Black Dragon-Fish: Hunters in The Dark
The Black Dragonfish
The Black Dragonfish (Malacosteus niger) is among the most fascinating creatures to be found (or more often, not found) on the planet today. Possessing adaptations that make them almost unique in the animal kingdom. M. niger are found in the deep sea, and tend to occupy the area below 700m, rarely migrating into shallower water. At this depth they face challenges that may seem insurmountable to us land based organisms without the use of some of the most advanced technology available. Most notably the lack of light (it is almost pitch dark at this depth) and the scarcity of food. The fine chisel of evolution however, has sculpted these fish into beings that are capable of thriving in such conditions, and in fact, they could not survive anywhere else. There are two aspects of the black dragonfish that are especially interesting, the size of its jaws compared to the rest of its body, and its ability to shine red lights from special pits (called photophores) from just below its eyes. These two factors combined lend it another name; the stoplight loose-jaw dragonfish.
When looking at M. niger, perhaps the first thing that strikes any viewer is the size of its jaws. In the picture above, it is clear to see that the jaws are huge in proportion to the rest of the animal, with the lower jaw being around a quarter of the total length (they grow to a maximum of 26.5cm). However they become even more impressive when considering the animals gape. The well named “loose jaw” can open its mouth a massive 120 degrees! The means that it can open its mouth so wide that it is almost a flat line. Us humans on the other hand can open our mouth to a measly 50 degrees.
While long jaws that can open extremely wide are an interesting adaptation, there are a great many organisms that can accomplish similar feats such as lions and hippos. Perhaps the most striking feature of the black dragonfishes mouth, is the lack of tissue it has. They have no skin between the mandibular rami, with the exception of the protractor hyoideus (‘ph’ in the diagram above). In less scientific terms this means that they have no skin on their lower jaw between the jaw bones. The protractor hyoideus in this case is a small “cord” running from the back of the throat to the centre of the lower jaw, linking the lower jaw muscles to the jaws themselves. This gives their head a rather skeletal appearance. Add on to this the ability to “throw back” their head using an unossified vertebrae in their ocipito vertebral hinge, which allows them to achieve the massive jaw gapes mentioned above, and swallow prey that can weigh as much as themselves.
Having long jaws makes perfect sense, as they allow them to capture much larger prey than otherwise. However, the purpose of the hinge and the lack of skin below the lower jaw takes a bit more thinking. Using computer modelling, scientists worked out that the lack of skin greatly reduced the water resistance faced when closing the jaws. In fact it was theorised through the use of these same computer models that if they did have skin between the rami of their lower jaws (as is seen in shorter jawed relatives) they would simply not be able to close the jaws fast enough to catch prey.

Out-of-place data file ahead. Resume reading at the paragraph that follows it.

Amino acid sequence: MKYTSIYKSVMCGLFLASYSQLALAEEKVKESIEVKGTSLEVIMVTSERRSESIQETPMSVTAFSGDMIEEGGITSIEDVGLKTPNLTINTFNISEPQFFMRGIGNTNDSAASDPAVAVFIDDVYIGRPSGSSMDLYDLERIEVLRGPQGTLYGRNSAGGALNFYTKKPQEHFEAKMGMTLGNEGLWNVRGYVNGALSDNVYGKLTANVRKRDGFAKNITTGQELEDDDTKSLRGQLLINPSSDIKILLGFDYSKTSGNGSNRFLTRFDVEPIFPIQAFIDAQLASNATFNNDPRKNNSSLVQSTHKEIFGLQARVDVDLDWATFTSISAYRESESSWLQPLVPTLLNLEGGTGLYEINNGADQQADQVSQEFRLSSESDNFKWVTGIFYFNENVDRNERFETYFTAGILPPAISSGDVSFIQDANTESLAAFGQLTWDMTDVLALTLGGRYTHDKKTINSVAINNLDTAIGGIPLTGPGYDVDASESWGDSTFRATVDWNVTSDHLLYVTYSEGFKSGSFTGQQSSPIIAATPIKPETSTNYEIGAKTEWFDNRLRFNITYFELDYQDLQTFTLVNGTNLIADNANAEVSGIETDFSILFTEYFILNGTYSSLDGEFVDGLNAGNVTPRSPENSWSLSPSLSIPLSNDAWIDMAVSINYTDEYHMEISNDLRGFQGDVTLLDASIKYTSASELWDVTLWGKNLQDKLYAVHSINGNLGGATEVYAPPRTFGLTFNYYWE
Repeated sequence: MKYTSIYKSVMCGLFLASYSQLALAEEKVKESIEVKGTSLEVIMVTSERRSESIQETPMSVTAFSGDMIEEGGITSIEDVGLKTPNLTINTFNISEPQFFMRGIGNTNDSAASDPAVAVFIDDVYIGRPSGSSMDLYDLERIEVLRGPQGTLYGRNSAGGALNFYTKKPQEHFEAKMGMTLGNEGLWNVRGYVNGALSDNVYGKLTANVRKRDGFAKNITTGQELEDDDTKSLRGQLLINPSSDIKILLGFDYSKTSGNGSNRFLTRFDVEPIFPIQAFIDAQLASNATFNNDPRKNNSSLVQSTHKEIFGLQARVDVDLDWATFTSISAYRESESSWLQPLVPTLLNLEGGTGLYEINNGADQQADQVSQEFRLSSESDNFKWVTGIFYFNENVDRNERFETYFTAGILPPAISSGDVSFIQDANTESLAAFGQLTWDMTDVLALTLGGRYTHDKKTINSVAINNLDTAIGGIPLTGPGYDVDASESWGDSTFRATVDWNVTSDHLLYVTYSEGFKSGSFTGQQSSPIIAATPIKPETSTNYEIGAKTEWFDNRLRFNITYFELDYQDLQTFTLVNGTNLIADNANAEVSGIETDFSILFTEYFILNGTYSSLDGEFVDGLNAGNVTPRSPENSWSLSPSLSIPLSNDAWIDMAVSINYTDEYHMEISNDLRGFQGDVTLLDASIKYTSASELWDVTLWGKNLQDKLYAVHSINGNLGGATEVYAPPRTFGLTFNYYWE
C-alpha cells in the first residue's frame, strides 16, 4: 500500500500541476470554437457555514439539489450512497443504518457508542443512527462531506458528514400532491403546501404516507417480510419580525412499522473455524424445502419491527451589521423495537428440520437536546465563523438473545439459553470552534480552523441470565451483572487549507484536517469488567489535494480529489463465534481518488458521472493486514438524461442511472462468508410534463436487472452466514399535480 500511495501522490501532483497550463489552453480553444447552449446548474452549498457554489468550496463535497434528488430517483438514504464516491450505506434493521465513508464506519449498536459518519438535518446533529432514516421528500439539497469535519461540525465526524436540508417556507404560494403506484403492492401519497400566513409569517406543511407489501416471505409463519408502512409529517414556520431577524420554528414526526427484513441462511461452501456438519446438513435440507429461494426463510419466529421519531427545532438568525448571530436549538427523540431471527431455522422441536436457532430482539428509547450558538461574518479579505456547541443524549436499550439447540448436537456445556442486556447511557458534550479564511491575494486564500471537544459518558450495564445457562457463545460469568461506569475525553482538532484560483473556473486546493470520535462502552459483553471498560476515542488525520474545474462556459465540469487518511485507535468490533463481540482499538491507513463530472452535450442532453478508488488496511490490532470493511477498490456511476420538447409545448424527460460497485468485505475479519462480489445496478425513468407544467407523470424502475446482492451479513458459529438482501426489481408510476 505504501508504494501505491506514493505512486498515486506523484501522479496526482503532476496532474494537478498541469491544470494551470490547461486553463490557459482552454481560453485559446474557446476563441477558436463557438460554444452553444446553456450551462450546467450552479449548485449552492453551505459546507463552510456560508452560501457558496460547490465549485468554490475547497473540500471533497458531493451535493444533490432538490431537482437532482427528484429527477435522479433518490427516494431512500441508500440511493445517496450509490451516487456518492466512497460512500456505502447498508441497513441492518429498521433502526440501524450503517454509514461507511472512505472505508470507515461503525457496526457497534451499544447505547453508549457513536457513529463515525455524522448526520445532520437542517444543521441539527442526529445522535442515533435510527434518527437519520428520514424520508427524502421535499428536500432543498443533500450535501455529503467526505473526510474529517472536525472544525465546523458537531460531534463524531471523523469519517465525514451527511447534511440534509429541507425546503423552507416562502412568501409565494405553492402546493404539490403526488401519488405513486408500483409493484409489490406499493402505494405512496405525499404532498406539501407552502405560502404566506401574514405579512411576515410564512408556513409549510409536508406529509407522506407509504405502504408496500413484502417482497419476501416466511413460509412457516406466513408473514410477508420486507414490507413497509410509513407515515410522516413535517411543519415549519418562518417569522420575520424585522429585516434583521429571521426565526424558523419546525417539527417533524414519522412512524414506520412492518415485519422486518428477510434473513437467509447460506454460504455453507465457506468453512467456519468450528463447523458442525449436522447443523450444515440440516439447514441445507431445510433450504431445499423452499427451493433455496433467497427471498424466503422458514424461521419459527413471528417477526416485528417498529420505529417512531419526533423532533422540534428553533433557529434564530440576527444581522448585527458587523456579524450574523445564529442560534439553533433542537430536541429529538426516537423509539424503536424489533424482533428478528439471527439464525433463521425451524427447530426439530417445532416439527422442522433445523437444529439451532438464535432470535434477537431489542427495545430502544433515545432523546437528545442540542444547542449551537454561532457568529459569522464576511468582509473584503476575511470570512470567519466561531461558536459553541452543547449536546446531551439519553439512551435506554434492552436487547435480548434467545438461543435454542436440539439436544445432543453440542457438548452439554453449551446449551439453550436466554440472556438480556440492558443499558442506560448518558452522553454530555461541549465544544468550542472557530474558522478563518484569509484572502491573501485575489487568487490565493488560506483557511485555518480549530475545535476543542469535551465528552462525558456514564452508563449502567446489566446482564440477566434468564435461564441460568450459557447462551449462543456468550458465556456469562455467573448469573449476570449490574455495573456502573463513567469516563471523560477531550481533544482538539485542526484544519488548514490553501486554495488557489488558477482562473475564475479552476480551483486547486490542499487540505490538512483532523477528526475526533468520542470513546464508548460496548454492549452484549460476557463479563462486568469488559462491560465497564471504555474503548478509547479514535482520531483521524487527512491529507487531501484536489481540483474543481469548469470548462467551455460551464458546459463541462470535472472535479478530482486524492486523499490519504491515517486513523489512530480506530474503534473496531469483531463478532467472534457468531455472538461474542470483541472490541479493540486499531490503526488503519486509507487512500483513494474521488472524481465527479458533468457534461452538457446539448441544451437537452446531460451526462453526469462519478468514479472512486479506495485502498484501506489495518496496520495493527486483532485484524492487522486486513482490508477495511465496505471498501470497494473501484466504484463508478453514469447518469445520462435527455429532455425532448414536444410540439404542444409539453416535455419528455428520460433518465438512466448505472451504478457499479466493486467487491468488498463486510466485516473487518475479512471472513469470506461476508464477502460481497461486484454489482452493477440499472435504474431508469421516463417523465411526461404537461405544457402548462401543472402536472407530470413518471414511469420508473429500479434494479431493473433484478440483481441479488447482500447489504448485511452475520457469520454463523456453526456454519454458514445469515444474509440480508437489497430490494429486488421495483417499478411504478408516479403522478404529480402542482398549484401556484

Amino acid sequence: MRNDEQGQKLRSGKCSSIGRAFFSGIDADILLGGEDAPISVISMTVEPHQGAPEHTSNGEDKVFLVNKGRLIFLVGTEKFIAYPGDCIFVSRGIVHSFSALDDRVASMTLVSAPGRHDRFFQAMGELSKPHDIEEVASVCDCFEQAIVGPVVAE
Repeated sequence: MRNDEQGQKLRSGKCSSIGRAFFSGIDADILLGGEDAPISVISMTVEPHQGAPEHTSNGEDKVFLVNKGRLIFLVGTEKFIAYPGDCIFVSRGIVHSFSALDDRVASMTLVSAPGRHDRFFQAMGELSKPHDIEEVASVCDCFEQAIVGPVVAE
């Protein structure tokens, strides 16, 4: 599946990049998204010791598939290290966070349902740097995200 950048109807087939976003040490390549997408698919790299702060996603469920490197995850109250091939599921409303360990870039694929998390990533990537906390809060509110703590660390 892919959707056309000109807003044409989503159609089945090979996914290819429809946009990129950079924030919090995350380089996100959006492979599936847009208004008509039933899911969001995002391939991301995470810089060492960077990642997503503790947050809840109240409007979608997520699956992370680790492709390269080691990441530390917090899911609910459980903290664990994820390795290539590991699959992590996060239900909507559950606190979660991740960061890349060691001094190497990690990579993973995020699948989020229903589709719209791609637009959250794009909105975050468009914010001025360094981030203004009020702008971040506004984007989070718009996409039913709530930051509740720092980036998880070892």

The Red Light District
Perhaps the most impressive feature of M. niger however, is its incredible bioluminescence. It (like the vast majority of deep sea organisms) is capable of bioluminescing, that is, capable of creating its own light in much the same manner as a firefly. However the light that M. niger produces is special, as it is one of only a very small group of animals on the planet that can produce red light. While almost all bioluminescent animals produce light that is blue-green, M. niger, along with a small number of its close relatives (and one species of beetle) can produce red light, so why?
In the picture above, the red photophore can be very clearly seen just below the eye. Its location implies that it is not just to lure prey close, or to signal to a mate, but to help the fish see in the near pitch darkness in which it lives. What is so special about the red light is that, to most of the animals on which this fish preys, red light is invisible. This is because red light gets absorbed by sea water very quickly, meaning it never reaches very deep. As such, the majority of deep sea organisms have never evolved the ability to see the colour red, and instead can only see light that is blue-green, the colour of most bioluminescence. What all this means is that the black dragonfish possess an undetectable light source, allowing it to see its food without the fish or copepod ever being aware of this lurking predator.
A mysterious world.
The adaptations of the M. niger arguably make it one of the most interesting fish on the planet, and it is quite unlike almost anything else on earth. What is so fascinating and exciting as a scientist, is the mystery that it represents. While computer simulations and theorisations have made great insight into the life of this and many other deep sea organisms, so much is still unknown, no-one has ever seen an individual feeding, and their ability to distribute themselves globally is still poorly understood. They are hardly alone, they are merely one of a veritable ark of deep sea creatures that are a mystery not just to the public but to the scientists who try to study them. It is this this that makes them such exciting and compelling animals.